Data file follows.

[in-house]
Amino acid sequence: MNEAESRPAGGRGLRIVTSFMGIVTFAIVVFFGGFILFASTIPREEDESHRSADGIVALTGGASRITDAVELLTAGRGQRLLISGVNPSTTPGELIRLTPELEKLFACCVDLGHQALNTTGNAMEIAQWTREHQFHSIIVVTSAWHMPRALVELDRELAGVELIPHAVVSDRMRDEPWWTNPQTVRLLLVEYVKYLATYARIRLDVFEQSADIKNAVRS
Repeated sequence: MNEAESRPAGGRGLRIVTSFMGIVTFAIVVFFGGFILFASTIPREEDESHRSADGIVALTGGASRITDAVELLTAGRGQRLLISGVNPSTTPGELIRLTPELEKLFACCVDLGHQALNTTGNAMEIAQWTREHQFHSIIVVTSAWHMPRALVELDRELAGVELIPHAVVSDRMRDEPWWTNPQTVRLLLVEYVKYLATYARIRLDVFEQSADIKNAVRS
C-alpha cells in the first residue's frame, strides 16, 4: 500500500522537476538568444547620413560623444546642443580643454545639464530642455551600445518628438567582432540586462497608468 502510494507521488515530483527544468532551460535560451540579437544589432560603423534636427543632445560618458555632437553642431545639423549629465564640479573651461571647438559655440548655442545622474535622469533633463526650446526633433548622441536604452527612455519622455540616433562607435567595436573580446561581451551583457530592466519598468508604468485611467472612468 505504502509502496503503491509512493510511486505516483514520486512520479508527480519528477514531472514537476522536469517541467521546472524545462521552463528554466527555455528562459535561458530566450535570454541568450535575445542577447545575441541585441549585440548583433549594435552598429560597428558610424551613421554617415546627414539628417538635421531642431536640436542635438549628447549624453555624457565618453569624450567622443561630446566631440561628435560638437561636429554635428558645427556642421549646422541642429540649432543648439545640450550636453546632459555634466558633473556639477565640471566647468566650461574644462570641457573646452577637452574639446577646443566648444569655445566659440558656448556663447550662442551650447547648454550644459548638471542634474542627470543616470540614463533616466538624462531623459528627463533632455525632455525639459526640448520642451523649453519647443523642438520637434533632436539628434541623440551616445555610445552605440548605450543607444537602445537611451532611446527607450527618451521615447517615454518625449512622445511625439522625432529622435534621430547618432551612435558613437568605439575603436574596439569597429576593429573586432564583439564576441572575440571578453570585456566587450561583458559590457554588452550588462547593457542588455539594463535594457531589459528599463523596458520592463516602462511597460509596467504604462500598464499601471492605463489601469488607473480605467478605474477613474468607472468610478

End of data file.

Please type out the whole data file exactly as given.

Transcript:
[in-house]
Amino acid sequence: MNEAESRPAGGRGLRIVTSFMGIVTFAIVVFFGGFILFASTIPREEDESHRSADGIVALTGGASRITDAVELLTAGRGQRLLISGVNPSTTPGELIRLTPELEKLFACCVDLGHQALNTTGNAMEIAQWTREHQFHSIIVVTSAWHMPRALVELDRELAGVELIPHAVVSDRMRDEPWWTNPQTVRLLLVEYVKYLATYARIRLDVFEQSADIKNAVRS
Repeated sequence: MNEAESRPAGGRGLRIVTSFMGIVTFAIVVFFGGFILFASTIPREEDESHRSADGIVALTGGASRITDAVELLTAGRGQRLLISGVNPSTTPGELIRLTPELEKLFACCVDLGHQALNTTGNAMEIAQWTREHQFHSIIVVTSAWHMPRALVELDRELAGVELIPHAVVSDRMRDEPWWTNPQTVRLLLVEYVKYLATYARIRLDVFEQSADIKNAVRS
C-alpha cells in the first residue's frame, strides 16, 4: 500500500522537476538568444547620413560623444546642443580643454545639464530642455551600445518628438567582432540586462497608468 502510494507521488515530483527544468532551460535560451540579437544589432560603423534636427543632445560618458555632437553642431545639423549629465564640479573651461571647438559655440548655442545622474535622469533633463526650446526633433548622441536604452527612455519622455540616433562607435567595436573580446561581451551583457530592466519598468508604468485611467472612468 505504502509502496503503491509512493510511486505516483514520486512520479508527480519528477514531472514537476522536469517541467521546472524545462521552463528554466527555455528562459535561458530566450535570454541568450535575445542577447545575441541585441549585440548583433549594435552598429560597428558610424551613421554617415546627414539628417538635421531642431536640436542635438549628447549624453555624457565618453569624450567622443561630446566631440561628435560638437561636429554635428558645427556642421549646422541642429540649432543648439545640450550636453546632459555634466558633473556639477565640471566647468566650461574644462570641457573646452577637452574639446577646443566648444569655445566659440558656448556663447550662442551650447547648454550644459548638471542634474542627470543616470540614463533616466538624462531623459528627463533632455525632455525639459526640448520642451523649453519647443523642438520637434533632436539628434541623440551616445555610445552605440548605450543607444537602445537611451532611446527607450527618451521615447517615454518625449512622445511625439522625432529622435534621430547618432551612435558613437568605439575603436574596439569597429576593429573586432564583439564576441572575440571578453570585456566587450561583458559590457554588452550588462547593457542588455539594463535594457531589459528599463523596458520592463516602462511597460509596467504604462500598464499601471492605463489601469488607473480605467478605474477613474468607472468610478